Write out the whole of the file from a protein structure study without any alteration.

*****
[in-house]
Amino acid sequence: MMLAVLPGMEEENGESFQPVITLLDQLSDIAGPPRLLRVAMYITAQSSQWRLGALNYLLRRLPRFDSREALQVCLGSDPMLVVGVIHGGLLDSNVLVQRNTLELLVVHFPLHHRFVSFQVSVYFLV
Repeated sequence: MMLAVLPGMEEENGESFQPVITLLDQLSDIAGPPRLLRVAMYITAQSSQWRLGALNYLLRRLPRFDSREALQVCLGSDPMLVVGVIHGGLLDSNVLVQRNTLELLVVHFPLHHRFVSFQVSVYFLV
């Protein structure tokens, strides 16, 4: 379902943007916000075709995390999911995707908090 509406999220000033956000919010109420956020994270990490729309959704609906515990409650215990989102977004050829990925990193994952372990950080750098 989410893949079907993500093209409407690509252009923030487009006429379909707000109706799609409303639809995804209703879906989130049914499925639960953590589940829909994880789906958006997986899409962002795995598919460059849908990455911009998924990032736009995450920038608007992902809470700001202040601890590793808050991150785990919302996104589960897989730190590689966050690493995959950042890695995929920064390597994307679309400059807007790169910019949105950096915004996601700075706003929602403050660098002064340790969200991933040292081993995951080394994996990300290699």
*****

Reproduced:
[in-house]
Amino acid sequence: MMLAVLPGMEEENGESFQPVITLLDQLSDIAGPPRLLRVAMYITAQSSQWRLGALNYLLRRLPRFDSREALQVCLGSDPMLVVGVIHGGLLDSNVLVQRNTLELLVVHFPLHHRFVSFQVSVYFLV
Repeated sequence: MMLAVLPGMEEENGESFQPVITLLDQLSDIAGPPRLLRVAMYITAQSSQWRLGALNYLLRRLPRFDSREALQVCLGSDPMLVVGVIHGGLLDSNVLVQRNTLELLVVHFPLHHRFVSFQVSVYFLV
């Protein structure tokens, strides 16, 4: 379902943007916000075709995390999911995707908090 509406999220000033956000919010109420956020994270990490729309959704609906515990409650215990989102977004050829990925990193994952372990950080750098 989410893949079907993500093209409407690509252009923030487009006429379909707000109706799609409303639809995804209703879906989130049914499925639960953590589940829909994880789906958006997986899409962002795995598919460059849908990455911009998924990032736009995450920038608007992902809470700001202040601890590793808050991150785990919302996104589960897989730190590689966050690493995959950042890695995929920064390597994307679309400059807007790169910019949105950096915004996601700075706003929602403050660098002064340790969200991933040292081993995951080394994996990300290699």